Media Insider: Meta fined for transferring data, The Daily Wire heads to Twitter, WaPo creates AI teams
Welcome to Media Insider, PR Newswire’s roundup of media news stories from the week.
Meta fined record $1.3 billion and ordered to stop sending European user data to US
Associated Press | Kelvin Chan
The European Union slapped Meta with a record $1.3 billion privacy fine and ordered it to stop transferring users’ personal information across the Atlantic by October, the latest salvo in a decade-long case sparked by U.S. cybersnooping fears. The penalty is the biggest since the EU’s strict data privacy regime took effect five years ago. Meta, which had previously warned that services for its users in Europe could be cut off, vowed to appeal and ask courts to immediately put the decision on hold. The decision applies to user data like names, email and IP addresses, messages, viewing history, geolocation data, and other information that Meta – and other tech giants like Google – use for targeted online ads.
Speaking of Meta: The company has agreed to sell Giphy to Shutterstock for around $53 million in cash.
Musk scores Daily Wire’s full set of podcasts to put on Twitter
Axios | Sara Fischer
The Daily Wire, a conservative media and entertainment company, plans to put its entire slate of podcasts, which are almost all recorded as videos, on Twitter beginning May 30. While Daily Wire clips continue to be uploaded to YouTube and other social platforms, full video podcast episodes for all shows will only appear on Twitter and DailyWire+, the company’s paywalled content platform that also supports its podcast network. Some podcast programs will continue to appear on YouTube and the conservative video site Rumble. Each Daily Wire show will have its own Twitter account set up to distribute the show and to tweet out the show’s sponsors, often with a call to action, such as texting a number for more information. For now, the videos for “The Matt Walsh Show” — which typically last around an hour — are being livestreamed and made available for playback. In the future, because Twitter Blue subscribers can upload videos up to two hours in length, the Daily Wire may be able to upload shows instead of having to livestream them.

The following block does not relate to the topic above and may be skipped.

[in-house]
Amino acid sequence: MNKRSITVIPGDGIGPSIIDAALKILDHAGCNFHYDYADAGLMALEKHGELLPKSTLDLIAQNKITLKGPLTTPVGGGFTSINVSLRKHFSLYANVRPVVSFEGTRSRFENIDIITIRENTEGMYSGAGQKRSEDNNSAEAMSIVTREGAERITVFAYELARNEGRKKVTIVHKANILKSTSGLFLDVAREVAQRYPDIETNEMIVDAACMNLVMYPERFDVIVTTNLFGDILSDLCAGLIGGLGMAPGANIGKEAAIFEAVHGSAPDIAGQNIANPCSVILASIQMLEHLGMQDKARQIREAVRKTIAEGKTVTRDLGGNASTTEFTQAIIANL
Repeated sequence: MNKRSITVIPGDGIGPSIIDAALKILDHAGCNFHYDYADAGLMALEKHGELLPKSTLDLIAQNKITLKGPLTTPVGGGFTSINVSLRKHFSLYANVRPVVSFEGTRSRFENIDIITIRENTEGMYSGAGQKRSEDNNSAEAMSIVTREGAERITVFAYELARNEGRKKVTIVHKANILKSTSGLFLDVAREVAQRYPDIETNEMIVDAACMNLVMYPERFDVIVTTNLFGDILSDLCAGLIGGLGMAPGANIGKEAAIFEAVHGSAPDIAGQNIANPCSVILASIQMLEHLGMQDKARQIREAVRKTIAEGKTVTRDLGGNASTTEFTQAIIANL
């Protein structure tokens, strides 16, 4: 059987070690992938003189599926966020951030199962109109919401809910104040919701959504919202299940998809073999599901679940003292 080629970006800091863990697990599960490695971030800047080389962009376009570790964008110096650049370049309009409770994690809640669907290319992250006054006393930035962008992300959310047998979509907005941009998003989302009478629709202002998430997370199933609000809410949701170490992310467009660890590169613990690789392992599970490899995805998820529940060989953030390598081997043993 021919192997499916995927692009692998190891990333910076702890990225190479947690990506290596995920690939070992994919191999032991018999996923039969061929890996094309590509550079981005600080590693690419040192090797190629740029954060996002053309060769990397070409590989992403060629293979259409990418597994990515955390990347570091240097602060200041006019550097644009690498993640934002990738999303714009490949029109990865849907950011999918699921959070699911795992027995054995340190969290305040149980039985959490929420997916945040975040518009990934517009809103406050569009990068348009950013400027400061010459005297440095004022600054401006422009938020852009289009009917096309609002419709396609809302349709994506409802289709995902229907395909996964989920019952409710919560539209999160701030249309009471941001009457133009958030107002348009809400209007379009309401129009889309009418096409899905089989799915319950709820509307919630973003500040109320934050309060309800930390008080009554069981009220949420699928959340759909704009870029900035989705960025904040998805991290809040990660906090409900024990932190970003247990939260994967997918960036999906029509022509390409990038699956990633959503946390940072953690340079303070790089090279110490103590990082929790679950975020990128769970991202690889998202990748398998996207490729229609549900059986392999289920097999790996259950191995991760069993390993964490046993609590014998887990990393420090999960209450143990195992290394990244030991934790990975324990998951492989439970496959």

Also from Axios: BuzzFeed is launching an online retail site with Verishop.
New York Times union reaches tentative deal with the newspaper
Reuters | Akanksha Khushi
The New York Times Guild said it has tentatively struck a new contract agreement with the New York Times, marking the end of more than two years of negotiations. The deal, if ratified, will raise the median salary of a NewsGuild member to $136,220 and to $160,011 for reporters and correspondents in the union, according to a note sent by the newspaper’s deputy managing editor Cliff Levy to union members. Other benefits include an overall 18.4% increase in salary, new job categories for reporters and editors, and the doubling of fertility benefits to $50,000, according to the deal. Under the deal, the Times will also allocate more than $100 million in new spending for NewsGuild members, Levy said in the note.
Hearst Magazines also reached a collective bargaining agreement with the Writers Guild of America East, the first union contract with the company after two years of negotiations.
Semafor Raises $19 Million, Replacing Money From Sam Bankman-Fried
The New York Times | Benjamin Mullin
Semafor, the digital-media startup, has raised $19 million from investors including Yahoo co-founder Jerry Yang, replacing the money it had received from the disgraced cryptocurrency mogul Sam Bankman-Fried. The money from Bankman-Fried, roughly $10 million, will be placed in an account separate from Semafor’s other funding and returned to his creditors at the direction of the authorities. In addition to Mr. Yang, Semafor’s new investors include Henry Kravis, a co-founder of the private equity giant KKR; Jamal Daniel, owner of the Middle East news website Al-Monitor; Jorge Paulo Lemann, a co-founder of 3G Capital; and Stand Together, a network of business leaders founded by the entrepreneur Charles Koch. The polling organization Gallup is also an investor. The investors have ties to both political parties, with Yang a regular donor to Democrats and Koch a major contributor to conservative causes.
Read next: Tensions flare inside The Messenger, a fledgling news site.
The Washington Post Creates Two Teams to Drive AI Progress
MediaPost | Ray Schultz
The Washington Post has created two cross-functional teams – one strategic, one operational – to foster AI innovation. Publisher and CEO Fred Ryan announced the development, saying it is “only the first step in establishing AI as a priority opportunity for The Washington Post.” The AI Taskforce will meet regularly to provide governance, direction, and insights about AI usage throughout The Washington Post. The AI Hub will be an operational team from across the company created to expedite the Post’s AI initiatives and foster cross-functional cooperation. It will consist of a small full-time team and “matrixed resources” from across the company. Ryan notes that the Hub will be “accountable for coordinating efforts and ensuring alignment of our AI projects with the strategies, guardrails, and priorities established by the AI Taskforce, while also focusing on future innovation.”
ICYMI: CNN has launched CNN Fast, a free ad-supported streaming television channel, in Europe.